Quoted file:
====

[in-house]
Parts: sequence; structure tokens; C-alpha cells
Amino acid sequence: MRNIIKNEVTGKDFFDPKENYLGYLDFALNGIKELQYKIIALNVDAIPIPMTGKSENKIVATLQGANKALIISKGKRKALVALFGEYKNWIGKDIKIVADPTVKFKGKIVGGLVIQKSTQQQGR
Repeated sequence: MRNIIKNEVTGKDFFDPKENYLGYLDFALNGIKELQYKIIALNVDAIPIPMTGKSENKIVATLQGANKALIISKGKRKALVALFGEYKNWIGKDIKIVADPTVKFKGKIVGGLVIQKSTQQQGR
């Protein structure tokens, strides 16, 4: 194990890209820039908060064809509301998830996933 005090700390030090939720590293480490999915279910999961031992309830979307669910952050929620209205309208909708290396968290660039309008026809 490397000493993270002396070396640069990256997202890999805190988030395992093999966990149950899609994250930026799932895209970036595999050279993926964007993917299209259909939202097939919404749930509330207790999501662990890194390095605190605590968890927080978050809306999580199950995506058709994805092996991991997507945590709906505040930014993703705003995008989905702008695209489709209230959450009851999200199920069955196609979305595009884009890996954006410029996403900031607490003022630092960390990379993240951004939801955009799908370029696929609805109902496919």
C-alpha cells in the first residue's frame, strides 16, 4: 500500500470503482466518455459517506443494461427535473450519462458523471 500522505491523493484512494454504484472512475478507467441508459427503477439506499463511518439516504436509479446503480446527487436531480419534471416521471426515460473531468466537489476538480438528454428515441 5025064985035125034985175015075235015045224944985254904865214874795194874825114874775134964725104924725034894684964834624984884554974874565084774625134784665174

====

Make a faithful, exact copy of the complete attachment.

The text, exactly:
[in-house]
Parts: sequence; structure tokens; C-alpha cells
Amino acid sequence: MRNIIKNEVTGKDFFDPKENYLGYLDFALNGIKELQYKIIALNVDAIPIPMTGKSENKIVATLQGANKALIISKGKRKALVALFGEYKNWIGKDIKIVADPTVKFKGKIVGGLVIQKSTQQQGR
Repeated sequence: MRNIIKNEVTGKDFFDPKENYLGYLDFALNGIKELQYKIIALNVDAIPIPMTGKSENKIVATLQGANKALIISKGKRKALVALFGEYKNWIGKDIKIVADPTVKFKGKIVGGLVIQKSTQQQGR
């Protein structure tokens, strides 16, 4: 194990890209820039908060064809509301998830996933 005090700390030090939720590293480490999915279910999961031992309830979307669910952050929620209205309208909708290396968290660039309008026809 490397000493993270002396070396640069990256997202890999805190988030395992093999966990149950899609994250930026799932895209970036595999050279993926964007993917299209259909939202097939919404749930509330207790999501662990890194390095605190605590968890927080978050809306999580199950995506058709994805092996991991997507945590709906505040930014993703705003995008989905702008695209489709209230959450009851999200199920069955196609979305595009884009890996954006410029996403900031607490003022630092960390990379993240951004939801955009799908370029696929609805109902496919």
C-alpha cells in the first residue's frame, strides 16, 4: 500500500470503482466518455459517506443494461427535473450519462458523471 500522505491523493484512494454504484472512475478507467441508459427503477439506499463511518439516504436509479446503480446527487436531480419534471416521471426515460473531468466537489476538480438528454428515441 5025064985035125034985175015075235015045224944985254904865214874795194874825114874775134964725104924725034894684964834624984884554974874565084774625134784665174